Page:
6. Massol L, Araya H, Mella MA. Estado actual de las tablas de composición de alimentos en Chile. 7th Latin American Congress of Nutrition. Viña del Mar, Chile, Nov 1988.
  7. Jaffe W, Adam G. Utilización de la table oficial de composición de alimentos en la actualidad. Arch Latinoamer Nutr 1987;37:730-34.
  8. Bressani R, ed. Memorias de la primera reunión sobre tables de composición de alimentos LATINFOODS, Guatemala, Noviembre 11-15, 1986. Arch Latinoamer Nutr 1987;37:609-831.


Establishing MENAFOODS


Mohamed Amr Hussein, Fikry El-Nahry, and Mohamed I. Hegazi


There is increasing interest in studying the relationship between diet and diseases such as coronary heart disease, diabetes, hypertension, and cancer, sometimes referred to as diseases of affluence. Although Egypt is one of the developing countries, the prevalence of these diseases is rising, and the same is true in other countries of the region. This creates an increasing need for more complete, accurate, reliable data on the nutrient content and nutritional value of local and imported foods, both raw and prepared.

Data on the composition of foods in the region have been published [1; 2]. In Egypt, a table that included food-analysis data compiled at the National Nutrition Institute in Cairo was published in 1985 [3] but did not include all nutrients or all food items. These different publications showed wide variations in their results, which could be attributed to different analytical methods, the season of the year, the effect of the environment on the kind of food grown, and different species of the same food item which were not identified. These problems emphasize the need to develop standardized methods of sampling and analysis and to establish a well-planned system of data storage.

Efforts are continuing to expand food-analysis activities at the Nutrition Institute. Several hundred samples of raw and processed food items, chosen according to priorities based on the results of a food-consumption survey conducted in 1981, have been further analysed. In addition to macro-nutrients, some micro-nutrients have been included in this phase of expansion.

At the Nutrition Institute we are establishing a computerized database to store, add, and update data. Food analysis is also carried out in several other institutions in the country, such as the National Research Centre, the Agricultural Research Centre, the Ministry of Agriculture, and departments of food science and economics in universities. The computerized data system will help to co-ordinate the activities among the institutions. Similar activities are also going on in several laboratories of the region.

A meeting is being planned to establish MENAFOODS as a regional organization concerned with food composition data for the Middle East and North Africa. Dr. Fikry El-Nahry, a senior scientist at the National Nutrition Institute, has been assigned the responsibility of acting as liaison officer. Letters were sent to the ministries of agriculture and health of countries in the region, and favourable replies expressing interest and a desire to co-operate have been received from Algeria, Iran, Jordan, Mauritania, Morocco, Sudan, Syria, and Tunisia.



  1. Pellett P, Shadarevian S. Food composition tables for use in the Middle East. 2nd ed. Beirut, Lebanon: American University of Beirut, 1970.
  2. FAO, USDA. Food composition tables for the Near East. Rome: FAD/USDA, 1987.
  3. Food composition tables. Cairo: National Nutrition Institute, 1985.




Barbara A. Burlingame


OCEANIAFOODS is the INFOODS regional group with participants representing Australia, New Zealand, Papua New Guinea, and the South Pacific Commission, which includes 22 island countries. The inaugural meeting was held in Canberra, Australia, in May 1987 [1]. The current status of food composition work and food tables and databases was presented, and areas of future work were discussed. The philosophy of the INFOODS secretariat was embraced, and some of the existing published practical guidelines on sampling, methods, data evaluation, and presentation were adopted.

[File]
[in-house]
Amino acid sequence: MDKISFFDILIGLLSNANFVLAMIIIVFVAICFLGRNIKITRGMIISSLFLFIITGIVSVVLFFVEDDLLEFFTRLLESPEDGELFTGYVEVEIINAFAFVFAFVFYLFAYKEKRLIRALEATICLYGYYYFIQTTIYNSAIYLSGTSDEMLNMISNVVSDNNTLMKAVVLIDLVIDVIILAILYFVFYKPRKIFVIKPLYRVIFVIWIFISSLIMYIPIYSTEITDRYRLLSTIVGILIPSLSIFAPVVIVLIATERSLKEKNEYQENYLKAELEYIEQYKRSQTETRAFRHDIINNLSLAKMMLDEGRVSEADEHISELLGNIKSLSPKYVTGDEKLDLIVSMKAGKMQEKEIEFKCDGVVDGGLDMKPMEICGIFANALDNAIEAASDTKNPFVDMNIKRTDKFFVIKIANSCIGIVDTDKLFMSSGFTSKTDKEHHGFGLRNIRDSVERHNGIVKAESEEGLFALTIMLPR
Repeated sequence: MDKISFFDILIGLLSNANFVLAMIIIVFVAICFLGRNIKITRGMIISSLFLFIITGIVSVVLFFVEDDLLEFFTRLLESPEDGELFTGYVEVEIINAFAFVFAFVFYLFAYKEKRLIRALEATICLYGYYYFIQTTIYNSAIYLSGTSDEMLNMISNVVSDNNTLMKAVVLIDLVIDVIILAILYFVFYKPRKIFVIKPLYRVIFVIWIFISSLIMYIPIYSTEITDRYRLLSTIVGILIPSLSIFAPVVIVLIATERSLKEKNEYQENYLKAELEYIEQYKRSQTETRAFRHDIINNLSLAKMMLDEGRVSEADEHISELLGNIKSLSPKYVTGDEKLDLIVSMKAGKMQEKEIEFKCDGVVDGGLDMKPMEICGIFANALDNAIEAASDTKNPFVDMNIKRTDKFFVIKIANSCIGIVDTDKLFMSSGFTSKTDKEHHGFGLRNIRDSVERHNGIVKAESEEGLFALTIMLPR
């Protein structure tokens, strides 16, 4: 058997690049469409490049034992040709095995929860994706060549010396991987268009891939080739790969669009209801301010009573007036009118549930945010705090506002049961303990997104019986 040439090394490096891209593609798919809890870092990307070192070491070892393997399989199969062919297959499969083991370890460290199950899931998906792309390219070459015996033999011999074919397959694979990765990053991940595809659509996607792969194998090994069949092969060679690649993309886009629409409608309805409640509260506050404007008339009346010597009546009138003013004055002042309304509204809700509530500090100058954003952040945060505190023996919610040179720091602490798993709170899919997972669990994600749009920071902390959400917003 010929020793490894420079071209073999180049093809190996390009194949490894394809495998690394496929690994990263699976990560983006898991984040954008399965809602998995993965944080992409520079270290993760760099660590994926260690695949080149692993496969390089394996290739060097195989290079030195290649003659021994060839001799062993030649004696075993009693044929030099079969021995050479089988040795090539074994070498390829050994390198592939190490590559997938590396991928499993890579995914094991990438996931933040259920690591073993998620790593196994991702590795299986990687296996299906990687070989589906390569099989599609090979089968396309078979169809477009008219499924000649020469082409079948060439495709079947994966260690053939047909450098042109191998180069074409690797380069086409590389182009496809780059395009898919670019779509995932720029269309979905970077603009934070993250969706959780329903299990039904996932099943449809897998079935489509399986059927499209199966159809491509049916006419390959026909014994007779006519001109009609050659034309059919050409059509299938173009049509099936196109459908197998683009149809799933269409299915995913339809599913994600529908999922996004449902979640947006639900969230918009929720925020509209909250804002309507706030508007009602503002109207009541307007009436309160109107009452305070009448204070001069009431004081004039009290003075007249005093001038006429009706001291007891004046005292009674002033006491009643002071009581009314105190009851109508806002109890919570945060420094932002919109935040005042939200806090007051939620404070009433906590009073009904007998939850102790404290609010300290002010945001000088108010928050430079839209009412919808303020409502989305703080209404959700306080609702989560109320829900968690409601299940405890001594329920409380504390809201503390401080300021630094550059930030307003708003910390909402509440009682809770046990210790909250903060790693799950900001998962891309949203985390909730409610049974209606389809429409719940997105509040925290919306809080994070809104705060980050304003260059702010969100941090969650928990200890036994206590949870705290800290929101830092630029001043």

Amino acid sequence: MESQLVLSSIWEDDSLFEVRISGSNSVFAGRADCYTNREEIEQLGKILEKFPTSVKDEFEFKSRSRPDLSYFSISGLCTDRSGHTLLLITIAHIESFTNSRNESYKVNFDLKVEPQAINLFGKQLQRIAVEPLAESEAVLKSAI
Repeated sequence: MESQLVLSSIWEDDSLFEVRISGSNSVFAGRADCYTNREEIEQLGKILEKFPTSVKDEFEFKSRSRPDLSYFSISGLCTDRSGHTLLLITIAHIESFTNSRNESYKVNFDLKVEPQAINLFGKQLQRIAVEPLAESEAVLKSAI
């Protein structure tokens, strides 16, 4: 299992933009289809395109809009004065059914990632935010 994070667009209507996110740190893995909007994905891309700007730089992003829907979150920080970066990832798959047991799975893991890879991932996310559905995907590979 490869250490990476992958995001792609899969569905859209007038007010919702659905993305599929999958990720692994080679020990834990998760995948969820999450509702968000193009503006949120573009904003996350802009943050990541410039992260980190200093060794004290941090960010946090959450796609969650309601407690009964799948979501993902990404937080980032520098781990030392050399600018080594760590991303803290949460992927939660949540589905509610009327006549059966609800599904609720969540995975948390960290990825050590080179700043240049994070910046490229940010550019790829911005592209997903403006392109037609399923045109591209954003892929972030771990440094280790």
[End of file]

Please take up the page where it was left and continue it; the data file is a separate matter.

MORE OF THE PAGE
At the second OCEANIAFOODS conference, held in November 1989 in Suva, Fiji, each country reported significant progress. Australia and New Zealand presented their first editions of food composition tables and databases [2-5], and the South Pacific Commission reported on the organization of its network of analytical bases.

The first conference identified goals for the two and a half years until the second conference, and many of these were achieved. Because of the proximity of the Oceania region to South-East Asia, close interaction between OCEANIAFOODS and ASEANFOODS was considered desirable. Relationships were established and have been made formal by the attendance of an ASEANFOODS representative at the second conference. Further collaborations and areas of interaction were discussed; these include inter laboratory trials and the joint development of standard reference materials.

Although much has been achieved by OCEANIAFOODS and the individual countries, the participants acknowledge that much work is still to be done. Australia and New Zealand will be working more closely with the South Pacific Commission to assist with generating data and producing food composition tables and databases for the region. Greater emphasis will be placed on inter- and intra-laboratory quality assurance, increasing the number of methods that carry Telarc and Necal registration in all laboratories, and developing standard reference materials appropriate for the area. Australia and New Zealand will continue their programmes of systematic nutrient analyses of foods and the preparation of supplements to their first editions of tables and databases.



At the conference held in Fiji in 1989, under the convenership of Ruth English of the Australian Department of Community Services and Health, New Zealand was nominated for the next two-year term as convener of OCEANIAFOODS. Any queries should be addressed to Barbara Burlingame, Department of Scientific and Industrial Research, Private Bag, Palmerston North, New Zealand; telephone (64) 063-68019; fax (64) 063-61130.



  1. English R. Proceedings of the first OCEANIAFOODS conference. Canberra, Australia: Department of Community Services and Health, 1987.
  2. English R, Cashel K, Lewis J. Food composition, Australia. Canberra: Government Printer, 1989.
  3. NUTTAB food composition database. Canberra: Government Printer, 1989.
  4. Milligan G, Webster D, Burlingame B. New Zealand food composition tables. Palmerston North, New Zealand: DSIR, 1989.
  5. FOOD files food composition database. Palmerston North, New Zealand: DSIR, 1989.